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Tomorrow’s Leadership Today – The A.I. Playbook!

Paul Mudd Exclusive

Artificial Intelligence is set to change things beyond recognition. The illiterate of the future will not be those who cannot read or write, but those who cannot learn, unlearn, and relearn. Today’s leaders need to evolve to become “icons for tomorrow”, and a simple acronym DIPOCA could provide the answer.

“The purpose of leadership is to create more leaders.” – John Maxwell

How does this quote sit with today’s VUCA world? Does it chime with our modern stochastic environment. The current context and challenges faced, both in the workplace and elsewhere.

I would go further and say as leaders now we should also be “icons for tomorrow”, earning followers through our enduring and unwavering display of care for those we lead – And with a laser focus on wellbeing and welldoing, our leadership must embody qualities such as compassion and discernment which are imparted in a way that manifests a shared humanity.

Because these are absolute givens that lock-in goodwill and motivate and enable the people we serve with our leadership to stay ahead of the curve. So, we can all anticipate, flex, and adapt to the myriad challenges and changes coming down the pike in the next few years with A.I.

For example, with ChatGTP and Generative Artificial Intelligence (A.I.), Brain and A.I. hook-ups, Machine Learning and LLMs (Large Language Models) all requiring huge amounts of data and massive amounts of our brain power.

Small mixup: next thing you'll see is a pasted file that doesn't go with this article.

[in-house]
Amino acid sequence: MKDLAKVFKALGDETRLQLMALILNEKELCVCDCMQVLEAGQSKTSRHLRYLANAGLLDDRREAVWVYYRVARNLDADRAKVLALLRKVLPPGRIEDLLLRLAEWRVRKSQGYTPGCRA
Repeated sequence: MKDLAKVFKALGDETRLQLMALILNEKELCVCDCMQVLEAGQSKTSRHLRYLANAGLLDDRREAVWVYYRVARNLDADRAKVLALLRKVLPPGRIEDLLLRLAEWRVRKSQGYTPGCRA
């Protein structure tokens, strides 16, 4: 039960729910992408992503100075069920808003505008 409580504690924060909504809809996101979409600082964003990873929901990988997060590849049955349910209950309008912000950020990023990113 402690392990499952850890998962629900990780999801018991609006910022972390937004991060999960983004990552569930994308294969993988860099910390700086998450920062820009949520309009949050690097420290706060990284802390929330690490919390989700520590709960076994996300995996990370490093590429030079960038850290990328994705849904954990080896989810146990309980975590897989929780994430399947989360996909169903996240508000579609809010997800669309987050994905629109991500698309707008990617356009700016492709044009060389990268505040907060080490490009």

With all this it would be foolish to lose sight of who we are and how we can differentiate ourselves by what we do at work and at home, because if that happens how will we capitalise on our unique currency as emoting, sentient and sense making human beings?

Change Is Always Priced In

In the Autumn of 2023, UK Prime Minister Rishi Sunak convened an A.I. Safety Summit, at Bletchley Park, England.

And what caught my eye was the prediction made by Elon Musk which went unchallenged in a room full of world experts in Artificial Intelligence. This was that the capacity of A.I. would grow by another magnitude in the next 12 months, and to put that in context that would mean if acceleration on this scale continued we would see:

  • A hundred-fold increase in capacity by 2026.
  • A thousand-fold increase by 2027, &
  • A trillion-fold by 2038.

It’s not then a case of if, or even when, but how soon will A.I. vastly exceed human intelligence, and whatever now comes it isn’t going to be what we’ve always had, and it certainly won’t be what we’ve always got.

We are now on the precipice of exponential technological advancement and as Stephen Spielberg once said, “Technology can be our best friend, technology can also be the biggest party pooper of our lives.”

And all this at a time when following a global pandemic, there has been a seismic shift in civic values and behaviours, the rise of a toxic social media culture that has many in its thrall, political tensions, economic pain, climate concerns and war.

We are no longer living in Kansas; we are now living in the Novascene!

There are already over 50 billion connected devices, for a population of just over eight billion.

For some time now we have all seen and benefited from how things have got smarter, as the evolution and reach of technology has accelerated in all areas of our lives.

The crude word-processing programmes, browsers, and games of our 1990’s desktops, have become 14th generation smart phones, and pocket-size virtual assistant technology like Alexa and Siri.

Our individual smartphones and fridges today have more computing power than NASA used in the 1960’s to launch and land its first generation of moon rockets, and they were then operating at the very frontiers of known science.